|Full name||Club de Fútbol Lobos de la Benemérita Universidad Autónoma de Puebla|
|Nickname(s)||Los Lobos (The Wolves) |
La Manada (The Pack)
Los Licántropos (The Lycanthropes)
|Founded||28 May 1967|
|Ground||Estadio Universitario BUAP|
Puebla City, Puebla, Mexico
|League||Liga de Balompié Mexicano|
Club de Fútbol Lobos de la Benemérita Universidad Autónoma de Puebla is a Mexican football club based in Puebla, Mexico. The club represented the Benemérita Universidad Autónoma de Puebla. The club's history goes back to the early 1930s when the club was known as Preparatoria, formed exclusively by players that attended the university. The club has played on and off since then. It was not until the 1990s when the club made a serious comeback. It has been playing in the lower level Mexican football divisions. In 2003 the club was awarded a spot in the Primera A (now known as the Liga de Ascenso), a league where the club played until earning promotion in 2017 to the Liga MX Primera División. The club marked its home in the Estadio Universitario BUAP.
Early BUAP soccer teams
The club's history dates back to 1930 when the club was known as Preparatoria, composed exclusively of players that attended the university. It was not until 1966 when the Mexican Football Federation allowed the club to join the third division; the club played under the name Carolinos UAP, named for the university's main building that today houses the rector's office.
By 1969, Rafael Moreno Valle owned the team. He went on to leave the club and become one of the owners of Puebla FC, the other major local team in the city. Management of the club was taken over by the university's Department of Physical Studies of Puebla. The club failed to be sustained economically and folded in 1971. The final match was placed in the Copa México, on August 22, 1971.
In the mid-1990s, during the term of José Doger Corte as rector, Eduardo Rivera Hernández and Paul Moreno pitched the idea of buying a franchise in the Segunda División de México for the university. The brothers Adolfo and Pedro Ayala later joined the board of directors, with Ayala as the club's executive president.
It was made clear that the club should only consist of Players attending the University. The club played its first game in the Estadio Ignacio Zaragoza and was managed by a former Puebla FC player Gustavo Moscoso. Lobos was the first Second Division club ever to air its games on broadcast television, with Televisa Puebla airing twelve games. T.V on Televisa Puebla. The Mexican federation congratulated the owners board for setting a good example on how a club should be run by doing so inspired other Second Division clubs to do the same.
In its first season, the club performed poorly, but the next year, Lobos battled for a spot in the playoffs against the Águilas of the Universidad Popular Autónoma del Estado de Puebla (UPAEP), a private university in Puebla.
The club would fold three years later due to the club's poor performance; the university was unable and owners were not willing to spend more money on a club that was headed nowhere. The main economic support at the time came from a group of Engineers who decided to leave the club, leaving the university without a soccer team for almost two months.
A new rector and a new business leader, Alberto Ventosa Coghlan, quickly revived the franchise. Coghlan secured an agreement with first division club Necaxa to have Lobos as a Second Division affiliate. Mario Marin, the new mayor of Puebla City helped the club as did Leopoldo García, former director of Televisa Puebla, who would be named executive president. Despite a season in which two players, Carlos Muñoz and Emmanuel Sacramento, tied for the league lead in goals with 15, and good players including Gerardo Espinoza and Luis Gabriel Rey, who would later go on and win various championships with Atlante F.C., the new club failed to catch on, and after two seasons of poor play, Grupo Pegaso moved the team to Oaxaca.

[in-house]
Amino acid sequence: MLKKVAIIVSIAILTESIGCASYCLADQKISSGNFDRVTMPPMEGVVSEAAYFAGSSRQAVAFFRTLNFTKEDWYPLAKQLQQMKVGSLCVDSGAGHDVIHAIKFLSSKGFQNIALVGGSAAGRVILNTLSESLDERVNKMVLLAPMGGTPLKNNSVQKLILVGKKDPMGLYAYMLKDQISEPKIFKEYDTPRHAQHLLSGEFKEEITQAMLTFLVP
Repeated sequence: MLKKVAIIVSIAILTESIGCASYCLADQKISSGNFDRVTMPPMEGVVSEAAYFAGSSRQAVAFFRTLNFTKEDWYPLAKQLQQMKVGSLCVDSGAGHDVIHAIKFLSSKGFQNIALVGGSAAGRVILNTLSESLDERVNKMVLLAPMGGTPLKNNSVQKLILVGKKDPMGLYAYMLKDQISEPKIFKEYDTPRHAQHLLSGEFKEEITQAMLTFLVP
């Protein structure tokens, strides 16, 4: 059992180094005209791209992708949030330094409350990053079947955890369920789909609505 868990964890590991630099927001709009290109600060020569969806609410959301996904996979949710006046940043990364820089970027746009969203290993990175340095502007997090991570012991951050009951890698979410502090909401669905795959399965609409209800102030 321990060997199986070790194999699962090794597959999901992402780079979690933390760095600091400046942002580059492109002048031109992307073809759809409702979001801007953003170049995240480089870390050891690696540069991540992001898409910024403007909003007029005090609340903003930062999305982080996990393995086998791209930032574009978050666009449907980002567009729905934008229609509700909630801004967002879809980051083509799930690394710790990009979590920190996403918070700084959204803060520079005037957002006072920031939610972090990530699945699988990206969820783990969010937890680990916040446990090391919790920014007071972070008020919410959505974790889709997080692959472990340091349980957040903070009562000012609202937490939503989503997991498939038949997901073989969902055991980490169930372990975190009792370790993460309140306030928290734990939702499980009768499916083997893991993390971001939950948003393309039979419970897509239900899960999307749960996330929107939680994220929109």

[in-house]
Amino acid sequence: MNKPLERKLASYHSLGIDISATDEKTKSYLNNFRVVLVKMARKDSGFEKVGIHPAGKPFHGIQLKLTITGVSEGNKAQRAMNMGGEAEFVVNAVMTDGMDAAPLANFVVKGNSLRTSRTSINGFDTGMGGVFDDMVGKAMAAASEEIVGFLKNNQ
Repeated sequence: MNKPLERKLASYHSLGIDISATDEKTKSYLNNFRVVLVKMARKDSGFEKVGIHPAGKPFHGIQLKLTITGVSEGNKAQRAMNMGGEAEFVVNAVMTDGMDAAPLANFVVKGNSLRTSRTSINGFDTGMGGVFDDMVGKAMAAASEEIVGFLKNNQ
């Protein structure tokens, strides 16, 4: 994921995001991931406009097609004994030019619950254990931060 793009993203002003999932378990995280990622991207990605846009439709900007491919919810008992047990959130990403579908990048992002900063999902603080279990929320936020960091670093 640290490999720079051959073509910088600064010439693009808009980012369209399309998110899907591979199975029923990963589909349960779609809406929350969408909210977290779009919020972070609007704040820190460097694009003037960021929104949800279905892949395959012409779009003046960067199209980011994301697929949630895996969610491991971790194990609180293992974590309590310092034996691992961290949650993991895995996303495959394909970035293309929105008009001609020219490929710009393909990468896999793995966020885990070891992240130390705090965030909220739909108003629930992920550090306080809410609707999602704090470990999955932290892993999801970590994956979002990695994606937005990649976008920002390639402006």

In 2002 Enrique Doger Guerrero, acting rector of the university, revived the club under the name Lobos de la B.U.A.P.
Managed by Evanivaldo Castro, a former Brazilian player who had played in the first division in the 1970s – 1990s, the club was admitted into the Second Division. After failing to reach the playoffs in their first season, Evanivaldo Castro was replaced by Victor Valdemar Marine for the following tournament. The team improved immensely under Marine, reaching the playoffs before being eliminated in the quarterfinals by Delfines de Coatzacoalcos. That season also saw the team move into their new home, Benito Juárez García Field, in the San Baltazar Campeche borough of Puebla. Along with a new home, the team also got increased exposure after agreeing to a deal with national cable company Megacable to have all home games broadcast locally.
In 2003 the club had a great year, winning almost all of its home games, finishing first in the south zone and qualifying to the playoffs, where they defeated Interplaya de Ciudad del Carmen and Jaguares de Villaflores. The club played the semifinal in the Estadio Cuauhtémoc against Club Deportivo Autlán who they also beat. The club would go on to win that tournament. It lost to Pachuca B in the promotion playoff game, but the team was still promoted: that same year, Salamanca was not able to pay its players and folded, which left a spot open, which was awarded to the runner-up Lobos.
In the 2009 Liga de Ascenso Apertura the club had one of its most successful campaigns to date, finishing runner up in the league with a record of 8–4–4 for a total of 28 points, just four less than Irapuato FC. In the quarterfinals the club played against Potros Neza, winning both legs. In the semifinals, Lobos fell to recently relegated Necaxa 2–0 on aggregate, with both Necaxa goals being scored in the Estadio Victoria in Aguascalientes.
In the 2010 Liga de Ascenso Bicentenario, the club just managed to qualify to the playoffs after finishing seventh in the league with a record of 7–3–6 for a total of 24 points. In the quarterfinals the club played Necaxa again. Despite a scoreless tie in the Estadio Cuauhtémoc, Necaxa won in the match in Aguascalientes on their way to another title. Necaxa would later go to win the title again and would automatically earn its promotion to the Primera División de México just a year later.